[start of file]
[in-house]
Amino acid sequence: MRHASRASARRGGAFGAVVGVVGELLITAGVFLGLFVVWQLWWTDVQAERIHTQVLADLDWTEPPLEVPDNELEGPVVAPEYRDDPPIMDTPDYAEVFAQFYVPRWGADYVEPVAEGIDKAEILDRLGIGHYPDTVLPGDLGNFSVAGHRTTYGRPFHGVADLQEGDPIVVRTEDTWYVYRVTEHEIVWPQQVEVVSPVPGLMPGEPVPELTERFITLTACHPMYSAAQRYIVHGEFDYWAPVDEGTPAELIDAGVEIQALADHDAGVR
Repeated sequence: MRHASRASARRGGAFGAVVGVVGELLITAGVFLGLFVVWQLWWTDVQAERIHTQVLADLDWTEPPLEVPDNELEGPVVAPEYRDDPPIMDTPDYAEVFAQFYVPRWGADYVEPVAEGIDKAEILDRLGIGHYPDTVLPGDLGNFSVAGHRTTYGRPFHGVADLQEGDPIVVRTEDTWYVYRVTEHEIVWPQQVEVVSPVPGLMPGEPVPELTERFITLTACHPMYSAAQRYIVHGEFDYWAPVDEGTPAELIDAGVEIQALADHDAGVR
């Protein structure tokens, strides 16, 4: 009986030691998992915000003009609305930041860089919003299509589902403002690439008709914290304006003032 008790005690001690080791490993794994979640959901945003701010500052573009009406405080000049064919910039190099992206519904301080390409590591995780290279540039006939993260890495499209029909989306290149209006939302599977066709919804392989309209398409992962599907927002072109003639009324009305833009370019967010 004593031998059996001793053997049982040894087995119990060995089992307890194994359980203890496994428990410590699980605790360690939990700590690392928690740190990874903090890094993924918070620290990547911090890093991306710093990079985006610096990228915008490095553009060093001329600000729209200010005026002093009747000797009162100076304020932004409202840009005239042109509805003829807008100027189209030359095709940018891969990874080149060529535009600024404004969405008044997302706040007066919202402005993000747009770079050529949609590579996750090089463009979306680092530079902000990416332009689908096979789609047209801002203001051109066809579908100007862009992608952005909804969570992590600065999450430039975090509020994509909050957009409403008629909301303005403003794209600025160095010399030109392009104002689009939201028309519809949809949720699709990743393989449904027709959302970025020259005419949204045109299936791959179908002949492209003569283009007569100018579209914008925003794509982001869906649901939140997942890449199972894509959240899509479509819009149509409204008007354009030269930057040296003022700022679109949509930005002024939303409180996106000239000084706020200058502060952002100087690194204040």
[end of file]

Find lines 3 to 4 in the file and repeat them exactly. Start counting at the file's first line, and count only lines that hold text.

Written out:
Repeated sequence: MRHASRASARRGGAFGAVVGVVGELLITAGVFLGLFVVWQLWWTDVQAERIHTQVLADLDWTEPPLEVPDNELEGPVVAPEYRDDPPIMDTPDYAEVFAQFYVPRWGADYVEPVAEGIDKAEILDRLGIGHYPDTVLPGDLGNFSVAGHRTTYGRPFHGVADLQEGDPIVVRTEDTWYVYRVTEHEIVWPQQVEVVSPVPGLMPGEPVPELTERFITLTACHPMYSAAQRYIVHGEFDYWAPVDEGTPAELIDAGVEIQALADHDAGVR
């Protein structure tokens, strides 16, 4: 009986030691998992915000003009609305930041860089919003299509589902403002690439008709914290304006003032 008790005690001690080791490993794994979640959901945003701010500052573009009406405080000049064919910039190099992206519904301080390409590591995780290279540039006939993260890495499209029909989306290149209006939302599977066709919804392989309209398409992962599907927002072109003639009324009305833009370019967010 004593031998059996001793053997049982040894087995119990060995089992307890194994359980203890496994428990410590699980605790360690939990700590690392928690740190990874903090890094993924918070620290990547911090890093991306710093990079985006610096990228915008490095553009060093001329600000729209200010005026002093009747000797009162100076304020932004409202840009005239042109509805003829807008100027189209030359095709940018891969990874080149060529535009600024404004969405008044997302706040007066919202402005993000747009770079050529949609590579996750090089463009979306680092530079902000990416332009689908096979789609047209801002203001051109066809579908100007862009992608952005909804969570992590600065999450430039975090509020994509909050957009409403008629909301303005403003794209600025160095010399030109392009104002689009939201028309519809949809949720699709990743393989449904027709959302970025020259005419949204045109299936791959179908002949492209003569283009007569100018579209914008925003794509982001869906649901939140997942890449199972894509959240899509479509819009149509409204008007354009030269930057040296003022700022679109949509930005002024939303409180996106000239000084706020200058502060952002100087690194204040």